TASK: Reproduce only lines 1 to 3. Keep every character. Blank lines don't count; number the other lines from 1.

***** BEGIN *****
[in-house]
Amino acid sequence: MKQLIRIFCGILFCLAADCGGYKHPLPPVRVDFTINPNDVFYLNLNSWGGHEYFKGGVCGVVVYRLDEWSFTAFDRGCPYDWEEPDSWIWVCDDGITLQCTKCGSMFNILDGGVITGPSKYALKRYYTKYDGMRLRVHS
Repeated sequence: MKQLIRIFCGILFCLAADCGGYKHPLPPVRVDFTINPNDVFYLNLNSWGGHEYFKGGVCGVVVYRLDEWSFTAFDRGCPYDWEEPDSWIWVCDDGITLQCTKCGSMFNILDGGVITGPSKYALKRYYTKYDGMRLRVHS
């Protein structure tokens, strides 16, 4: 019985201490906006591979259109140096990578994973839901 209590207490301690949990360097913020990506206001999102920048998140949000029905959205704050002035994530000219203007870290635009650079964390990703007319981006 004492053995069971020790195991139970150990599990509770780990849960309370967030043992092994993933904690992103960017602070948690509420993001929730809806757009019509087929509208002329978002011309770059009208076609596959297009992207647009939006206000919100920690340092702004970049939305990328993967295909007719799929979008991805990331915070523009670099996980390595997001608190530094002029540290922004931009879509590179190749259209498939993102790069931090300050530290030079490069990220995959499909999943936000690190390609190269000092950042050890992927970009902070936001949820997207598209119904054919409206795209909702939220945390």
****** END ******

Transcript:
[in-house]
Amino acid sequence: MKQLIRIFCGILFCLAADCGGYKHPLPPVRVDFTINPNDVFYLNLNSWGGHEYFKGGVCGVVVYRLDEWSFTAFDRGCPYDWEEPDSWIWVCDDGITLQCTKCGSMFNILDGGVITGPSKYALKRYYTKYDGMRLRVHS
Repeated sequence: MKQLIRIFCGILFCLAADCGGYKHPLPPVRVDFTINPNDVFYLNLNSWGGHEYFKGGVCGVVVYRLDEWSFTAFDRGCPYDWEEPDSWIWVCDDGITLQCTKCGSMFNILDGGVITGPSKYALKRYYTKYDGMRLRVHS